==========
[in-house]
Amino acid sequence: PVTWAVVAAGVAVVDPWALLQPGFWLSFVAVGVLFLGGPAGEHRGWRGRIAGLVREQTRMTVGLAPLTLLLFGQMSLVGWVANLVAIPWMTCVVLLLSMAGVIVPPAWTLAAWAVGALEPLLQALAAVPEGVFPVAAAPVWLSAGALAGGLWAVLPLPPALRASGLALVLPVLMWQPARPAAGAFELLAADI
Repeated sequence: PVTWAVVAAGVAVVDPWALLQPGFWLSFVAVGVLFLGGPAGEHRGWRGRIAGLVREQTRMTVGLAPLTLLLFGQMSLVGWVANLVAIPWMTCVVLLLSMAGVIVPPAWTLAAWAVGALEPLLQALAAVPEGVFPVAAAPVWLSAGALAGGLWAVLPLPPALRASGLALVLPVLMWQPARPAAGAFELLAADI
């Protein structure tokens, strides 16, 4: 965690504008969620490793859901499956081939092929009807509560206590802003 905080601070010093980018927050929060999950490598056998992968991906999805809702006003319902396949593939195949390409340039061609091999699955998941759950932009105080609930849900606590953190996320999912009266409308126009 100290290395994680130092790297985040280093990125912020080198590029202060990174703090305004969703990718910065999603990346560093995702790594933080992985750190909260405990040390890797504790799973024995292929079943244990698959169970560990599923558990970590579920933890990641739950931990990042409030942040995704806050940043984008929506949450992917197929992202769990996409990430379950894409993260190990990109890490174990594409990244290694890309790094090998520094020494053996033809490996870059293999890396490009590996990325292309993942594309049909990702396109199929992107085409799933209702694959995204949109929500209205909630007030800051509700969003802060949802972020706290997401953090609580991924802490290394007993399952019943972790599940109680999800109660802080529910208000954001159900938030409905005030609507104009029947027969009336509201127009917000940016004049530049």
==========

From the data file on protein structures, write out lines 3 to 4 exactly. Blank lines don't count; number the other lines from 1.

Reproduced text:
Repeated sequence: PVTWAVVAAGVAVVDPWALLQPGFWLSFVAVGVLFLGGPAGEHRGWRGRIAGLVREQTRMTVGLAPLTLLLFGQMSLVGWVANLVAIPWMTCVVLLLSMAGVIVPPAWTLAAWAVGALEPLLQALAAVPEGVFPVAAAPVWLSAGALAGGLWAVLPLPPALRASGLALVLPVLMWQPARPAAGAFELLAADI
């Protein structure tokens, strides 16, 4: 965690504008969620490793859901499956081939092929009807509560206590802003 905080601070010093980018927050929060999950490598056998992968991906999805809702006003319902396949593939195949390409340039061609091999699955998941759950932009105080609930849900606590953190996320999912009266409308126009 100290290395994680130092790297985040280093990125912020080198590029202060990174703090305004969703990718910065999603990346560093995702790594933080992985750190909260405990040390890797504790799973024995292929079943244990698959169970560990599923558990970590579920933890990641739950931990990042409030942040995704806050940043984008929506949450992917197929992202769990996409990430379950894409993260190990990109890490174990594409990244290694890309790094090998520094020494053996033809490996870059293999890396490009590996990325292309993942594309049909990702396109199929992107085409799933209702694959995204949109929500209205909630007030800051509700969003802060949802972020706290997401953090609580991924802490290394007993399952019943972790599940109680999800109660802080529910208000954001159900938030409905005030609507104009029947027969009336509201127009917000940016004049530049």